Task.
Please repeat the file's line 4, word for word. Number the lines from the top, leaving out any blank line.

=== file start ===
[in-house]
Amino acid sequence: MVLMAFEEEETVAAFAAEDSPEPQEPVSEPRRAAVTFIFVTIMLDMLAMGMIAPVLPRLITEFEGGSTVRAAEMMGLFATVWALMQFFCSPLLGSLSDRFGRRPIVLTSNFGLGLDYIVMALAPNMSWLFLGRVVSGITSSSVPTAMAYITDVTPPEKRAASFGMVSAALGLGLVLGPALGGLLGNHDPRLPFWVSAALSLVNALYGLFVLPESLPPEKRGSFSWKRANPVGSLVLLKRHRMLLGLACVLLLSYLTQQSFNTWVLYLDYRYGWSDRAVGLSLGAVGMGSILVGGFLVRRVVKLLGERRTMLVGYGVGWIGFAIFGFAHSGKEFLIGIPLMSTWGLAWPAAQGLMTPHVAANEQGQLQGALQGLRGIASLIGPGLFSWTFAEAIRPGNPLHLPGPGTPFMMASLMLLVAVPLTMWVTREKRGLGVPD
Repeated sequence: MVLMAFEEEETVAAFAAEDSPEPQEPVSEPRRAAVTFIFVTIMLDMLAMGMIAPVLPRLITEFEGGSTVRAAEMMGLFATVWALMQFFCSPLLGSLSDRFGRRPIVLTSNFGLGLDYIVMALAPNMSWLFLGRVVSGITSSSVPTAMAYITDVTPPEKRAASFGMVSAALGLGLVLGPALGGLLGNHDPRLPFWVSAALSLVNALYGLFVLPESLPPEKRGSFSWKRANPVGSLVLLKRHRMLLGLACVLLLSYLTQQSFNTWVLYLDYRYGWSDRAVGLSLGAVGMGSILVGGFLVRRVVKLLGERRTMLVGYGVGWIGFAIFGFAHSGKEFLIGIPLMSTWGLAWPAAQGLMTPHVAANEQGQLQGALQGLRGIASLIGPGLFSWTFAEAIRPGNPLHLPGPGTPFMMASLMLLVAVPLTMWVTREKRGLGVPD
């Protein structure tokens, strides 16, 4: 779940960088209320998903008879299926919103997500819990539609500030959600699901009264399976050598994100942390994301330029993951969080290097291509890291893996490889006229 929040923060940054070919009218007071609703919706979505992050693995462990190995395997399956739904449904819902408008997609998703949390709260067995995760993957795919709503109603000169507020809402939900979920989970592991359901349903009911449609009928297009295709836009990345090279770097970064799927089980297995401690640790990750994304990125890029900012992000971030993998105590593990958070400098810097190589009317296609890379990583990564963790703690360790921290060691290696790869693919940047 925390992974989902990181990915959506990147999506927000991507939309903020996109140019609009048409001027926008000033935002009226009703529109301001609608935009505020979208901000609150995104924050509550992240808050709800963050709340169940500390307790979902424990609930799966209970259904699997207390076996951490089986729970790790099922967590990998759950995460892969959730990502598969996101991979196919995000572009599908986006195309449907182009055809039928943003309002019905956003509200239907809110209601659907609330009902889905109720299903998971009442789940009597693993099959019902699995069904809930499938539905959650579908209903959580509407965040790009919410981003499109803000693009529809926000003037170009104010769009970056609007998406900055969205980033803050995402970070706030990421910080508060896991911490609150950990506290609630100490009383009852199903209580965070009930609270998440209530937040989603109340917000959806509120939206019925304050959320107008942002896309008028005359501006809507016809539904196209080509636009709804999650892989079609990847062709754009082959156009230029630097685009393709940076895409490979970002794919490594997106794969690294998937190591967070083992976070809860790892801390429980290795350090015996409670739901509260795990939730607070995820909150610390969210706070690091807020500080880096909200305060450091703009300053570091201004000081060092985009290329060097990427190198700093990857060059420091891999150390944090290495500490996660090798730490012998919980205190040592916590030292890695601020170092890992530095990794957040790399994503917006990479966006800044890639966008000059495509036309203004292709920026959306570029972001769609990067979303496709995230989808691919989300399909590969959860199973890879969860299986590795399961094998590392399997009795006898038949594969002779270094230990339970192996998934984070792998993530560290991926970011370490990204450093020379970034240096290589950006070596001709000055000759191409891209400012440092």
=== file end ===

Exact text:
């Protein structure tokens, strides 16, 4: 779940960088209320998903008879299926919103997500819990539609500030959600699901009264399976050598994100942390994301330029993951969080290097291509890291893996490889006229 929040923060940054070919009218007071609703919706979505992050693995462990190995395997399956739904449904819902408008997609998703949390709260067995995760993957795919709503109603000169507020809402939900979920989970592991359901349903009911449609009928297009295709836009990345090279770097970064799927089980297995401690640790990750994304990125890029900012992000971030993998105590593990958070400098810097190589009317296609890379990583990564963790703690360790921290060691290696790869693919940047 925390992974989902990181990915959506990147999506927000991507939309903020996109140019609009048409001027926008000033935002009226009703529109301001609608935009505020979208901000609150995104924050509550992240808050709800963050709340169940500390307790979902424990609930799966209970259904699997207390076996951490089986729970790790099922967590990998759950995460892969959730990502598969996101991979196919995000572009599908986006195309449907182009055809039928943003309002019905956003509200239907809110209601659907609330009902889905109720299903998971009442789940009597693993099959019902699995069904809930499938539905959650579908209903959580509407965040790009919410981003499109803000693009529809926000003037170009104010769009970056609007998406900055969205980033803050995402970070706030990421910080508060896991911490609150950990506290609630100490009383009852199903209580965070009930609270998440209530937040989603109340917000959806509120939206019925304050959320107008942002896309008028005359501006809507016809539904196209080509636009709804999650892989079609990847062709754009082959156009230029630097685009393709940076895409490979970002794919490594997106794969690294998937190591967070083992976070809860790892801390429980290795350090015996409670739901509260795990939730607070995820909150610390969210706070690091807020500080880096909200305060450091703009300053570091201004000081060092985009290329060097990427190198700093990857060059420091891999150390944090290495500490996660090798730490012998919980205190040592916590030292890695601020170092890992530095990794957040790399994503917006990479966006800044890639966008000059495509036309203004292709920026959306570029972001769609990067979303496709995230989808691919989300399909590969959860199973890879969860299986590795399961094998590392399997009795006898038949594969002779270094230990339970192996998934984070792998993530560290991926970011370490990204450093020379970034240096290589950006070596001709000055000759191409891209400012440092």